The Department for Work and Pensions (DWP) has completed an internal audit of its IT strategy, and sources suggest it will reveal serious deficiencies in the department’s technology plans.
Insiders said the audit has exposed major gaps between the IT strategy and the wider government digital strategy, as well as failings in IT architecture and a lack of performance measures to track the success of DWP’s technology and how well it supports the department’s overall business objectives.
The internal criticisms are likely to be highly contentious and will bring new light to the problems experienced with the IT for Universal Credit, the department’s flagship welfare reform policy, according to Computer Weekly’s sources. It will also raise questions about prospects for other major IT projects in the department.
The DWP has an IT transformation programme underway to address its reliance on costly and inflexible legacy systems and move to a more digital approach that better aligns with the Whitehall-wide “digital by default” plans laid out by the Cabinet Office and the Government Digital Service.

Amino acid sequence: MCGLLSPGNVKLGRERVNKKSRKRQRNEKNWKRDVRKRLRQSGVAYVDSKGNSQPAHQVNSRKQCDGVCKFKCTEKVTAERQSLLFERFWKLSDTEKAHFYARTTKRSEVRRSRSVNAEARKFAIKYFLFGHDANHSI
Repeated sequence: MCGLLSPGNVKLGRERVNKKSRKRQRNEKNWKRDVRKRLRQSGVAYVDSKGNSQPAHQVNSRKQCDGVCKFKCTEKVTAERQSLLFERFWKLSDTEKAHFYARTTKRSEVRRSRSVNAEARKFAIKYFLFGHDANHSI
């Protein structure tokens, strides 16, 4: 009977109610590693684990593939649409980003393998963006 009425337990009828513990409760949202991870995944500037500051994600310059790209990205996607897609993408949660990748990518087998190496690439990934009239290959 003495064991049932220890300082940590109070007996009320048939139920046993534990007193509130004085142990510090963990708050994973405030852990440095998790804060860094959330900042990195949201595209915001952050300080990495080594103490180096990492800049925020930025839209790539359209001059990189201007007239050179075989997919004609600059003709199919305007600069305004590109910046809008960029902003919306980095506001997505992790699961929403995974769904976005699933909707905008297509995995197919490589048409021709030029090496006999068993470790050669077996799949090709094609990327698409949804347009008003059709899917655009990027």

DWP insiders said IT managers have lacked clear definitions of their roles, and numerous re-organisations have affected Universal Credit in particular, causing a negative effect on staff morale.
Senior IT management in the department has been overhauled in the past 12 months, with former government CIO Andy Nelson drafted in as the DWP CIO in February 2013, followed by a new chief technology officer, Jon Ayre, in September, and then Kevin Cunnington as director general for digital transformation in October.
Sources said the audit is likely to show the scale of the challenges faced by those three IT leaders in putting the necessary strategy and governance in place to ensure a coherent approach to IT at DWP, rather than approaching every requirement as a standalone IT project, as has often been the case in the past.
The spending controls put in place by the Cabinet Office for all government departments mean a lack of conformance to wider Whitehall IT strategies could result in delays for DWP in getting approval for other welfare reforms.
The National Audit Office highlighted in September 2013 that failings in IT governance and poor financial controls were major contributory factors in the problems with Universal Credit that led to £40m of IT work being written off last year.
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